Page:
Tell us about episode 4, the episode that is shot virtually seamlessly in two long takes:
Reece: That was an accident that was never planned, because you'd never think to do it, it's a great episode. It became this big challenge that we set ourselves really. They asked us to do a seventh episode, "So it could just be you and Steve in a room," they said. We said "What do you mean? We've written this very elaborate interlocking story, you can't just slam in an EastEnders episode where Dot and Pat are in the launderette." But that's exactly what we did!
Steve: We talked about it, I was very dubious and said "What about (the Hitchcock film) Rope?" Let's have a look at it because we had this sort of Hitchcockian idea running through the series anyway so that was a great one to look at. It's set in one room, with the technology they had at the time they could do 10-minute takes, that's all they could do because the actual tape ran out. The cameras were as big as this room, it's not like today when you can strap a steadycam on, it was a huge technical achievement. There's something about not breaking the tension, it's like not blinking, you don't quite know why but something about it is unnerving. So we said let's try it. And because it's David and Maureen killing people, we'll start with them putting the body in a trunk, which is exactly how Rope begins. We came up with loads of ideas, loads of things that we weren't sure how to achieve without breaking the filming. But every effect in there, everything that happens, happens in real time.
We decided not to use a steadycam, it was too modern. We put the camera on a dolly. It was like a ballet that was going on between us the actors, two stage hands either side bringing on props, pushing furniture out of the way, the sound guy had the longest boom you've ever seen and would always be in the corner of the room. We actually shot some of it on DV camera showing how we actually achieved it because it's not something I've seen before because people do long episodes. Say in EastEnders it would be focusing on two characters, that's multiple camera and you've always got the choice to stop and re-take. We didn't, we kept going and it's something we're really proud of now. It does stand out from the other episodes, it's a special episode and hopefully people will really cherish it.
Tell us more about Psychoville online...
Reece: We knew from the word go that there would be a big web experience for the programme, that side of it allows you to explore the detail even more. The show is very detailed, so to give the characters a life outside of the programme on the internet was a great opportunity to add more jokes and a back story. So you can explore it for yourself. It was a challenge to make the experience a kind of puzzle for you to unlock in tandem with the programme. Quite an involved geeky thing to do but there are people that will do it. We're quite excited by the fact that it's hard to unlock and you've got to be quite vigilant to find the clues. It's all available on the web because after the episodes are gradually released, if you want to play the game, it's all there for you to kind of try and fathom from the start.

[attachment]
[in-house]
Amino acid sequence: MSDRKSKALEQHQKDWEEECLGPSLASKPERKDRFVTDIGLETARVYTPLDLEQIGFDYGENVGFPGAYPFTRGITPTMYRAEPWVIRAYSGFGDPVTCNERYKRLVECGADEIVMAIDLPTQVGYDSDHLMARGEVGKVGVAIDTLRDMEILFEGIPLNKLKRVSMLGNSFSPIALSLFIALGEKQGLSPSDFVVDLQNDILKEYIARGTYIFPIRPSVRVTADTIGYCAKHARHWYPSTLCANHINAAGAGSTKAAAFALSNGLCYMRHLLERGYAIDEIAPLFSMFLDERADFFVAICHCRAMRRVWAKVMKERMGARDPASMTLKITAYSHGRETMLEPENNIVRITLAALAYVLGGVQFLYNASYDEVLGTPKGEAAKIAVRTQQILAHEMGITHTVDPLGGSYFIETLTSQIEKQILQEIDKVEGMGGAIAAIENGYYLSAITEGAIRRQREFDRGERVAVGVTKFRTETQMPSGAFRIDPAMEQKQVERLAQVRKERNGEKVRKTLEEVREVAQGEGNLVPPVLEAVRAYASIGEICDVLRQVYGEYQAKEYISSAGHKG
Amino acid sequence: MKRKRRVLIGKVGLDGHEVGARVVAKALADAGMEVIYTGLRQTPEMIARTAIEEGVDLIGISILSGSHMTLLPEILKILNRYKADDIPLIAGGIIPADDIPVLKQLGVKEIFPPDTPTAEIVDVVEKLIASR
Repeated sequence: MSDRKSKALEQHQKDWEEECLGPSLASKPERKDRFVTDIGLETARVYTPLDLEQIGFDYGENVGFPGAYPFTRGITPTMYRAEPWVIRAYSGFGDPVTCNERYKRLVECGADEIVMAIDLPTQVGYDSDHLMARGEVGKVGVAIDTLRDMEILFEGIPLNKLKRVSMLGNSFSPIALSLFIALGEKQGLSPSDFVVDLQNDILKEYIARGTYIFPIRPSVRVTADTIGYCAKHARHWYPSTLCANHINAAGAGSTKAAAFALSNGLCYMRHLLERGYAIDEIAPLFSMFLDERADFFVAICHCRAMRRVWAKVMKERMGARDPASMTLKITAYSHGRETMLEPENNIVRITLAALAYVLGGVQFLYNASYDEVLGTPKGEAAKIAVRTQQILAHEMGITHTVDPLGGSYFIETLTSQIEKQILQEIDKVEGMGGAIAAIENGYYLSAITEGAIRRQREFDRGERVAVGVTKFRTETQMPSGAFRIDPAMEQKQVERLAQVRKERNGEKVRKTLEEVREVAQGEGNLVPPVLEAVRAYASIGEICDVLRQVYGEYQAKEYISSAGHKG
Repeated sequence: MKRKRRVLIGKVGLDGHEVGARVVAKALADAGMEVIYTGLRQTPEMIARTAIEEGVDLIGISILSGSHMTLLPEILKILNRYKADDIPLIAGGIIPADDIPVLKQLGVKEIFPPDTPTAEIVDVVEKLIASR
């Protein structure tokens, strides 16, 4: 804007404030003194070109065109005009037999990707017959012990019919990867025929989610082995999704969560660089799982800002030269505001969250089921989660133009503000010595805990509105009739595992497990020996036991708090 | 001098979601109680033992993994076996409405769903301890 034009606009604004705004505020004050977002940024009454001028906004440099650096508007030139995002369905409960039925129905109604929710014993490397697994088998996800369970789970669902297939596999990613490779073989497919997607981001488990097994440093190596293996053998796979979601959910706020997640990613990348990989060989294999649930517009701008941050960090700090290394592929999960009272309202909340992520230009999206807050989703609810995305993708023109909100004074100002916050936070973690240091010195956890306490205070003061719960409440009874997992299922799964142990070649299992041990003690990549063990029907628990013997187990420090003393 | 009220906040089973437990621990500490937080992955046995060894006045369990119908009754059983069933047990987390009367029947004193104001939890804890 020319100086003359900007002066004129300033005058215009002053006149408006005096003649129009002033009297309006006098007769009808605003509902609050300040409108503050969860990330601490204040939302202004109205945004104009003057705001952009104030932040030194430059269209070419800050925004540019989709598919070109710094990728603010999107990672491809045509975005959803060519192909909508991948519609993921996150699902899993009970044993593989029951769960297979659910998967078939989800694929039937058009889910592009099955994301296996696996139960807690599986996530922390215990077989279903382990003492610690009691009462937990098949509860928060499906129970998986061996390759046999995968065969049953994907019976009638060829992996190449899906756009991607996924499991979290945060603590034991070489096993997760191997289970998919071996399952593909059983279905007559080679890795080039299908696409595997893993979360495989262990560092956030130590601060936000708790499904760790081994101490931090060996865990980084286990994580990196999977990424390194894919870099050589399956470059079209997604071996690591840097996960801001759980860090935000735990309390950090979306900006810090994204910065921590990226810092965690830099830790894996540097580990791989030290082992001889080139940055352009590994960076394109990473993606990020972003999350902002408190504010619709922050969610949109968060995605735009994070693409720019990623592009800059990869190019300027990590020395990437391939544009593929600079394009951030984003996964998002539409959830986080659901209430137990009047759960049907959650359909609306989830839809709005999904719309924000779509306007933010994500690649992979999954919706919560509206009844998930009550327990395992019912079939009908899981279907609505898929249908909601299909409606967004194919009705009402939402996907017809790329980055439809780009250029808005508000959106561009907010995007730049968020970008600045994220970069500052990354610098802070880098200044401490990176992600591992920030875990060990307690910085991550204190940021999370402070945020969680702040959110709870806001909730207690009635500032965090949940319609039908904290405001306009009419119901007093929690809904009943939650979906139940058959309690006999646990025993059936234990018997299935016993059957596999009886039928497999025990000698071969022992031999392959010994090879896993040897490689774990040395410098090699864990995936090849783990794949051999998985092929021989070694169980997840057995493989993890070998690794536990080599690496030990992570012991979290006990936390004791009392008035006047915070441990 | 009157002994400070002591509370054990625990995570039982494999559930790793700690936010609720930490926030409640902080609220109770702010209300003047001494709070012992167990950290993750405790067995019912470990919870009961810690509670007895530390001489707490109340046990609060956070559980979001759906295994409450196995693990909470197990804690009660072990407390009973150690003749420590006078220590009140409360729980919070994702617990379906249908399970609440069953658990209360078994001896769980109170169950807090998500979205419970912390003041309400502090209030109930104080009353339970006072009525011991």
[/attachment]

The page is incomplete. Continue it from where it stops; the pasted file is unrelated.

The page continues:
Steve: It's like SAW, if you work it out you'll find yourself locked in a room with everyone else who worked it out and one by one you'll be horribly killed (laughs). Online wasn't something we thought much about when we were doing The League Of Gentlemen. With the streaming video, uploading, creating forums and messageboards that we've seen during the time that The League Of Gentlemen's been on and then beyond, it's very much part of the way that the media's going. It keeps it alive. I think it's got to come from the people who do the show, we've written the bulk of the material for the actual website. We've worked very closely with the producers of the website to create a proper story so it's as detailed and as much a Psychoville experience as you're going to get, because we've actually come up with it. It's been really exciting to know that it gives the programme a whole new life.
Steve: Viewers can spot website addresses each week from which they can get a lot more info. There's also a question about one of the characters, asked by the person who's blackmailing them. We thought it was an exciting way of expanding it - we weren't asked to do it, we actually sat down and wrote it. Most people won't even notice but, for those who do, we want them to feel they are investing in a whole world. We hope people do bother, otherwise it's going to sink in cyberspace!
The pair also have central roles in two of the stories but, unlike The League Of Gentlemen, they don't play all the parts. Instead they've assembled an impressive cast. "We're in every show, but we don't dominate it," says Steve. "We've got people like Dawn French, Daisy Haggard, Eileen Atkins and Christopher Biggins playing himself. We worked hard to make the characters fun and interesting, so they'd say 'I'd love to do that'. Being actors ourselves, we know what's going to hook them in. There are whole scenes we're not in, which is very different for us. We ended up playing four characters each, two of whom are major and two quite minor. We love doing that, and it's what we're known for, but we didn't want it to become another League Of Gentlemen. We're very keen that this is its own show."